Chalmers will be 26 by Paris 2024, and he was already considered old for his discipline at the previous Games. In Tokyo, at 22 years of age, Chalmers was the second oldest swimmer in his final. Additionally, if he were to win gold in Paris, he would become the third oldest Olympic champion in the 100-metre freestyle ever. In case you’re wondering, the oldest was The Big Kahuna himself, Duke Kahanamoku, who inexplicably won gold in 1920 on his 30th birthday. The second oldest winner was The Flying Dutchman Pieter van den Hoogenband, who was 26. Evidently, athletes don’t last long in Chalmers’ line of work.

Chalmers was quick to clarify his intended point though, explaining that he only meant Paris could be his last Games, and that he plans to continue swimming long after 2024. Now, Chalmers isn’t ruling out competing all the way up to the 2032 Olympic Games in Brisbane. “It would be amazing to go to a home Olympics in Brisbane, but it depends on my body,” he says.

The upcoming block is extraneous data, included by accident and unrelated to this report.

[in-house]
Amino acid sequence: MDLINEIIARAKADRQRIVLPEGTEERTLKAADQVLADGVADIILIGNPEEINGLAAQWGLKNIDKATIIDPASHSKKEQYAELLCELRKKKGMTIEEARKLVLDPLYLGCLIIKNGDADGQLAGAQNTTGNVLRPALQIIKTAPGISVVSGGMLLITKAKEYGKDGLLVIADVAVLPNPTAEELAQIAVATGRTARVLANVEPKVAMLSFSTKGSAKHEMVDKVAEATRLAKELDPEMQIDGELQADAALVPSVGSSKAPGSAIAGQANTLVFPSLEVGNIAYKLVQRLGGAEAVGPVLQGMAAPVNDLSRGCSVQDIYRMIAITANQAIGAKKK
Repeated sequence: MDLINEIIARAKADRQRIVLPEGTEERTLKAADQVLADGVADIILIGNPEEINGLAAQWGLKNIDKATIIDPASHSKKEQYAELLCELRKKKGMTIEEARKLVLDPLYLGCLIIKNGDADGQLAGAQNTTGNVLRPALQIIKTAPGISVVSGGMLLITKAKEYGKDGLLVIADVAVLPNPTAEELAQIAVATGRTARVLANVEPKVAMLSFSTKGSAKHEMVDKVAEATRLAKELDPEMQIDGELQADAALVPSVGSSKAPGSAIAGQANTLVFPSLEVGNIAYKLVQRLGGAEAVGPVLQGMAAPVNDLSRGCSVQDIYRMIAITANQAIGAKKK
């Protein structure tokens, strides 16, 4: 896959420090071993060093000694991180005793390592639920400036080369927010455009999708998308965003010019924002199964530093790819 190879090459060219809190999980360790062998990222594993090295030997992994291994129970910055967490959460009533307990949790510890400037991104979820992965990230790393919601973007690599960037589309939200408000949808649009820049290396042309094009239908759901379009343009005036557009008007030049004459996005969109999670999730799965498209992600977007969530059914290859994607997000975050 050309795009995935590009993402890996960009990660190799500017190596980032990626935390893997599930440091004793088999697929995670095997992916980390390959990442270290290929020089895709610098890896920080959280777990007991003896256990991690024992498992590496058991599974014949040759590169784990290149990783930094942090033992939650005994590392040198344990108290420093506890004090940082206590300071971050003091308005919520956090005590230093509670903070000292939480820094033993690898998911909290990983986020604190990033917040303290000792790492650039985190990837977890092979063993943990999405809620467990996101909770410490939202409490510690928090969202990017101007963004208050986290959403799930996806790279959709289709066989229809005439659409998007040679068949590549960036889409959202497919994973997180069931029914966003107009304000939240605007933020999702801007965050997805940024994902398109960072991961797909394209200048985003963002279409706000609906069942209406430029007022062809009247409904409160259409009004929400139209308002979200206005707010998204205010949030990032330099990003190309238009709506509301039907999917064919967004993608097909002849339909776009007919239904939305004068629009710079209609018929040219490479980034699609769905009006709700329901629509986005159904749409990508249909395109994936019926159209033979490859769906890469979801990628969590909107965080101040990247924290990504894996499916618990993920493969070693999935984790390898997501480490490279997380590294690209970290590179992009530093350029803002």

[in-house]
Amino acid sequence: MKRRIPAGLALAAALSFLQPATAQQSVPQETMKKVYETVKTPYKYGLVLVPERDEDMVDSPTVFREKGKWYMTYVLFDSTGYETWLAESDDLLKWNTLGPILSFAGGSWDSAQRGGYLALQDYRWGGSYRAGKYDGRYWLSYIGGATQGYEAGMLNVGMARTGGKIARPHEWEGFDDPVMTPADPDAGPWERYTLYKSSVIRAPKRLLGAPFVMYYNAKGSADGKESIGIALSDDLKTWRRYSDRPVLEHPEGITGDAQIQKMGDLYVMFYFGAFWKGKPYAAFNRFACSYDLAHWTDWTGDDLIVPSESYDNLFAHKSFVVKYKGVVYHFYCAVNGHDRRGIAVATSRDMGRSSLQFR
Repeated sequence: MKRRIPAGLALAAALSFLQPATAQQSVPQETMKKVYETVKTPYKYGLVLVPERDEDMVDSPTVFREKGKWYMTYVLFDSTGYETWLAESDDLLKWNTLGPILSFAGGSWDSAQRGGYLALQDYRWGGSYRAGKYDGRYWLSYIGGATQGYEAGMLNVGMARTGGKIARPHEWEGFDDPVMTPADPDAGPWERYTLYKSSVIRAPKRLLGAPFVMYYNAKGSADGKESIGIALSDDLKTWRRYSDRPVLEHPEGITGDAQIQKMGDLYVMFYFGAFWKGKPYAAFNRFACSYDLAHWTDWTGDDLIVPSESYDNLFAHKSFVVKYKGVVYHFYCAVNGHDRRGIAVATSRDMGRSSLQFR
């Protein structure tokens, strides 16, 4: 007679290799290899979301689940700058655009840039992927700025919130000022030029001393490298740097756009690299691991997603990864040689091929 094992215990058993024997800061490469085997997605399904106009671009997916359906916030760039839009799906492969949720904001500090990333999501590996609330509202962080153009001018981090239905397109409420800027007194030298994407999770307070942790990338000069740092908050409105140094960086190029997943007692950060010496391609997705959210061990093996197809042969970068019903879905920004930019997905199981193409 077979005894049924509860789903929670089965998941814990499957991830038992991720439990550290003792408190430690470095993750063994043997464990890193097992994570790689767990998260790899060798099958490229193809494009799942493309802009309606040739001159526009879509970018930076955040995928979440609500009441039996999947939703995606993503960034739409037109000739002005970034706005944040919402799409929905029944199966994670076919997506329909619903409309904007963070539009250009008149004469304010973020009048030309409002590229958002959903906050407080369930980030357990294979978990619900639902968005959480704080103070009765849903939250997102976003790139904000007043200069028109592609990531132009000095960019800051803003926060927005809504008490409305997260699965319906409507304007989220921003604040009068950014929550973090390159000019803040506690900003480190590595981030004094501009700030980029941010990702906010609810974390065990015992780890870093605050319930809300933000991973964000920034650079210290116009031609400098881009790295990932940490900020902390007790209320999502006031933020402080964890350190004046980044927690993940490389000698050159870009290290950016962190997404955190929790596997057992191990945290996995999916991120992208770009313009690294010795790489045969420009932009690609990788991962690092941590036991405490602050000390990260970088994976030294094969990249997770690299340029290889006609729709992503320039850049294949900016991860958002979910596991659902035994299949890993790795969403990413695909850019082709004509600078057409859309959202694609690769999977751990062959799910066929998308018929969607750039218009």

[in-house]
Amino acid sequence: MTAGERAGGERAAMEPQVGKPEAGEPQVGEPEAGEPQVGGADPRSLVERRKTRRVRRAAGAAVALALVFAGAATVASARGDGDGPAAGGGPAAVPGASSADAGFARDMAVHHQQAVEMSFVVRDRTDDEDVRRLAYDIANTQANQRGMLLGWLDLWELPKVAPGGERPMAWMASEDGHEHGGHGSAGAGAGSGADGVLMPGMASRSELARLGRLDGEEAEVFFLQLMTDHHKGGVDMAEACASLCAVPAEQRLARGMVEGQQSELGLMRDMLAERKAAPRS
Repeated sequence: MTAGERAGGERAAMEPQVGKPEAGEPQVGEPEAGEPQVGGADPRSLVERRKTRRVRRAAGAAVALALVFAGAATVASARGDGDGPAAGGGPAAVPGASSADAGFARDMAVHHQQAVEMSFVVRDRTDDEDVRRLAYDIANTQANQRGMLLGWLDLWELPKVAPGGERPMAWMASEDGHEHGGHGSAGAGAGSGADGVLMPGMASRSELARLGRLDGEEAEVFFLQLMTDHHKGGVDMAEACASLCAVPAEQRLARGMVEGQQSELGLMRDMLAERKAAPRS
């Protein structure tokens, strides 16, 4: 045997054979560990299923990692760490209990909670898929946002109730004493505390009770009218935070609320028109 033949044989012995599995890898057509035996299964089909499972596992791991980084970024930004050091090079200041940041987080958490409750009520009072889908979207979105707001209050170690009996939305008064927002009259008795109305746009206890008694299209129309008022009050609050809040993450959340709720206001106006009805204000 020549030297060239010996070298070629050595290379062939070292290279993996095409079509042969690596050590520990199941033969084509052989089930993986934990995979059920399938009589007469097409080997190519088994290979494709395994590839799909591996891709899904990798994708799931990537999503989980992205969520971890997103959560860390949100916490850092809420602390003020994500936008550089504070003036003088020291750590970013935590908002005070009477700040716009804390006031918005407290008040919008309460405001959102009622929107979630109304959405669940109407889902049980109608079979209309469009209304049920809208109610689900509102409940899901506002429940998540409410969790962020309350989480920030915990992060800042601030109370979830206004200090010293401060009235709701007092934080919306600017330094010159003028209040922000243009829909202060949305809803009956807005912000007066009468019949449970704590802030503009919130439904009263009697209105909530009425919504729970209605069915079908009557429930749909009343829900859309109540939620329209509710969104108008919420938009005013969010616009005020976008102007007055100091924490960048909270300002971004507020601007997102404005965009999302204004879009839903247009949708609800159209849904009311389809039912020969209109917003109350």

Chalmers is a realist. He knows that in his sport, nothing less than absolute peak physical performance is necessary to compete. “My swimming career could be taken away from me tomorrow, especially with my history of injuries. I’ll swim for as long as my body and my mind holds up.” Regardless of whether or not he swims well into his 30s, Chalmers can say one thing for certain. “I’ll definitely be swimming after Paris, for as long as I can.”

 

The final trim Chalmers settles on in his Wahl commercial, the perfect cut that only a Wahl trimmer can deliver.

Go to wahl.com for the full range of men’s trimmers, hair clippers and shavers.

Cayle Reid

By Cayle Reid

Cayle Reid is a fan of everything health and fitness. He spends his free time at the gym, on his surfboard or waking up early to watch sports in incompatible time zones.

More From

Timana Tahu Over the Black Dot
Dual rugby international Timana Tahu on ‘Over the Black Dot’, the 2024 NRL season, and the importance of spotlighting Indigenous athletes

Dual rugby international Timana Tahu on ‘Over the Black Dot’, the 2024 NRL season, and the importance of spotlighting Indigenous athletes

One of the few men to represent Australia internationally in both rugby league and rugby union, Timana Tahu knows a thing or two about footy. On the eve of the NRL’s opening round and the premiere of Over the Black Dot’s latest season, Tahu caught up with Men’s Health to discuss the year ahead in rugby league—and why Indigenous athletes should be at the forefront.